Major Archbishop Sviatoslav Shevchuk
OTTAWA – Metropolitan Andrey Sheptytsky was a model of sacrificial love that every generation needs to discover, says his current successor as head of the Ukrainian Catholic Church,
"The courage that Sheptytsky displayed during a very dark night of Ukraine's history has universal significance," said Major Archbishop Sviatoslav Shevchuk.
"At the risk of his own life, as well as the lives of his clergy and nuns, Sheptytsky sheltered hundreds of Jews during the Nazi Holocaust."
Shevchuk visited Canada April 24-26 as part of a delegation of religious leaders representing all the major religious faiths in Ukraine. He spoke at a symposium April 25 at the Metropolitan Andrey Sheptytsky Institute of Eastern Christian Studies honouring Sheptytsky's legacy during the Second World War.
Sheptytsky sheltered Jews "knowing full well that from the perspective of human calculation this was sheer folly," Shevcshuk said. "But he also knew that without such 'folly' life is absurd."
"That kind of 'folly' is as important today as then. For the true good of humanity, every generation must be willing to go beyond human calculation and embrace sacrificial love - a love that respects all life – from conception to natural death," he said.
Shevchuk quoted Sheptytsky who wrote: "A lack of love is the source of every hardship and misery.
"Every person has a right to be loved, has a right to experience love from all people. And an injustice is inflicted on a person when they experience too little of it."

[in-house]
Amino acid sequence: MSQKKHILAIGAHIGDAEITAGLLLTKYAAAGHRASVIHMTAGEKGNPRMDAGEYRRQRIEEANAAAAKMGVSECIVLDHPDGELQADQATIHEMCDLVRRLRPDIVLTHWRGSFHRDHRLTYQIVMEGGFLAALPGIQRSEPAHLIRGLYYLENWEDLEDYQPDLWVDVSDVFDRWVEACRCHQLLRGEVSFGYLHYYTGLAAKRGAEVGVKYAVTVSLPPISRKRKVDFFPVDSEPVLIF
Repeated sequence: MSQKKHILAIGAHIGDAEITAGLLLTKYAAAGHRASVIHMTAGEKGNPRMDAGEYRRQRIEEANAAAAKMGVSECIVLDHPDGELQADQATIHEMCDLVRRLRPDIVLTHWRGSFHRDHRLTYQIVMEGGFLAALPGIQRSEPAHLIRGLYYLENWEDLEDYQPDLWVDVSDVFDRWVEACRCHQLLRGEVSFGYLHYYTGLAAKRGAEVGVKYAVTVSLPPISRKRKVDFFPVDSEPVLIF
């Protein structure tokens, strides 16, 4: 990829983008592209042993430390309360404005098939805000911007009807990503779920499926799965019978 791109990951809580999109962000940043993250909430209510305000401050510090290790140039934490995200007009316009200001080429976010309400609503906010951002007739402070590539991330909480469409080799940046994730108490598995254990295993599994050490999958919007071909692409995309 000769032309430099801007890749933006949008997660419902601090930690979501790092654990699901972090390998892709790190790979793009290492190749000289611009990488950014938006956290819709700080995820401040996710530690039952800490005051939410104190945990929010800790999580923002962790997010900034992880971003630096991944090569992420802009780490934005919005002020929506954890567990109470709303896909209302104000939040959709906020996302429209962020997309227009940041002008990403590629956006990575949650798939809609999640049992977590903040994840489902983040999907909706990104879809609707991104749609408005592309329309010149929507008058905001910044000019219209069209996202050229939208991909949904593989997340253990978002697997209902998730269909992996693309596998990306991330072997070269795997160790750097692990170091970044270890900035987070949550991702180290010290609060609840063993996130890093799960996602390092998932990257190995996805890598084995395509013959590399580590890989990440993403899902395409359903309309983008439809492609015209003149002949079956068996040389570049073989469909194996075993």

Those words might seem pietistic from someone else, Shevchuk said. But Jewish scholar Eric Goldhagen said of Sheptytsky "No other ecclesial figure of equal rank in the whole of Europe displayed such sorrow for the fate of the Jews and acted so boldly on their behalf."
Sheptytksty's insistence on the rights to love and compassion would be a "real rights revolution," Shevchuk said. "It is truly revolutionary because it requires us to overturn everything we normally associate with 'rights.'"
"One cannot legislate compassion," he said. "One cannot enforce 'entitlements' to love."
Shevchuk noted that Sheptytsky always remained God-centred and it is only through inner communion with the living God that one can find the compassion for others. A spiritual diary revealed Sheptytsky spent eight hours a day in prayer, rising at 3 a.m., he said.
He rejected the common notion that religion and "talk of God leads to division and strife."
"Certainly, it is only the living God, not an idol, who heals and brings peace," he said.
As a former professor of moral theology and a former student at the Sheptytsky Institute's summer program, the Ukrainian Catholic major archbishop warned against "moral escapism" by focusing on the wrongs of the past.
Indignation about past wrongs "does not always translate into ethical behaviour today," he said.